Tuesday, September 12, 2006


DIZZY by Jonah Winter, illustrated by Sean Qualls (Scholastic)
Dizzy Gillespie started out as a roughneck, lashing ut after the outrageous slings and arrows that his father delivered. "Then one day, his music teacher gave himn a trumpet. he picked it up/and blew that thing as hard as he could. That felt GOOD! He took all the anger he felt inside and blasted it out through the end of his horn. IT WAS REALLY LOUD!" What started out as musical retaliation becomes a joyful noise, as young Dizzy practices his way down the path of a young musician, making notes that soared like birds, blew like a fire extinguisher over a fire, notes so high, so fast, so low, diddly diddly bop...brick by brick, creating a house of bebop, and a nation of appreciative listeners.

"If melody was like a rule, jazz was like breaking the rules,
like inventing new rules.
Jazz was like getting in trouble--
it was FUN!"

This true story of an American original has musical language that plays on the tongue in a way that children will find a pleasure to hear. The illustrations are folksy and retro, geometric and flowing, blues and mauves, oh so cool; listen to Gillespie's "Salt Peanuts" while you look at the pictures, because that's what the illustrator listened to while he painted them! In every way, this book hits the high note. (7 and up)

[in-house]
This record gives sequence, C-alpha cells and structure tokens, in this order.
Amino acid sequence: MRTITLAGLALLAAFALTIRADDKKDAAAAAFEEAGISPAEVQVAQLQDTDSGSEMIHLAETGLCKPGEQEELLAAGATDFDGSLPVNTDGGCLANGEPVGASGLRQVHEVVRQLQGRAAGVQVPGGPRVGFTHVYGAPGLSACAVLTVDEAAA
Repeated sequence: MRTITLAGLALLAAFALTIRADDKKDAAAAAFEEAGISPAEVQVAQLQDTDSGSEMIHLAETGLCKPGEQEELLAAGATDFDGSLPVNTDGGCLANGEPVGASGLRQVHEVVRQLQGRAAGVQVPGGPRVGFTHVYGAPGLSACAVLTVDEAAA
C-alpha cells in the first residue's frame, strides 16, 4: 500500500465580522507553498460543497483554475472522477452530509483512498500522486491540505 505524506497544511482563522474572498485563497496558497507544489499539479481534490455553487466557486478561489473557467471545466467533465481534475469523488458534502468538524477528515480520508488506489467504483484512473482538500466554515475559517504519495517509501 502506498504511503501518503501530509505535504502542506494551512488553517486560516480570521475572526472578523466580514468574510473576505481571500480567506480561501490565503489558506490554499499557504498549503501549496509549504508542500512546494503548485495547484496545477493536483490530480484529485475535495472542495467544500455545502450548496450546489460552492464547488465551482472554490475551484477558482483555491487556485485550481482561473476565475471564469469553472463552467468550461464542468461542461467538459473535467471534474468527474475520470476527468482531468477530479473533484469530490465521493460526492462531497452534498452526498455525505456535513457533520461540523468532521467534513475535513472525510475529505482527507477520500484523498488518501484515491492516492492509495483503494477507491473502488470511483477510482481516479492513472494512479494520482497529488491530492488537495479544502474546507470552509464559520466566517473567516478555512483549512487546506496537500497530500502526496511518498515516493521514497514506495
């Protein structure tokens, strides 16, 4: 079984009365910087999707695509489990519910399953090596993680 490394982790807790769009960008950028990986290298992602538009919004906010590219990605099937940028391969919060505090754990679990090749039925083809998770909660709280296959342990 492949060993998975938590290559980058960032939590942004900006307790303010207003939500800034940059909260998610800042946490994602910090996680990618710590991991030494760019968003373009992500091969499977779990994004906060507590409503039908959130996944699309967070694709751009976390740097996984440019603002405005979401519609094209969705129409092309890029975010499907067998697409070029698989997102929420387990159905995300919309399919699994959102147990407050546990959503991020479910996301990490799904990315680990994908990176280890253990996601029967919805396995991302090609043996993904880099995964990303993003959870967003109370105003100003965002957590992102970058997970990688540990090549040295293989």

Also of interest:
JAZZ ABZ: AN A TO Z COLECTION OF JAZZ PORTRAITS by Wynton Marsalis, illustrated by Paul Rogers(Candlewick) This collection of poetic biographical "singles" by one of our country's most enthusiastic music educators is too beautiful to keep on a shelf; put it on the coffee table. A great gift for anyone who loves the kind of music that gets your fingers snapping. (8 and up)

Links are provided for informational use. Don't forget to support your local bookseller.

1 comment:

Anonymous said...

I totally agree with your comments on Marla Frazee. My favorite work is THE SEVEN SILLY EATERS. The expressions are so true!


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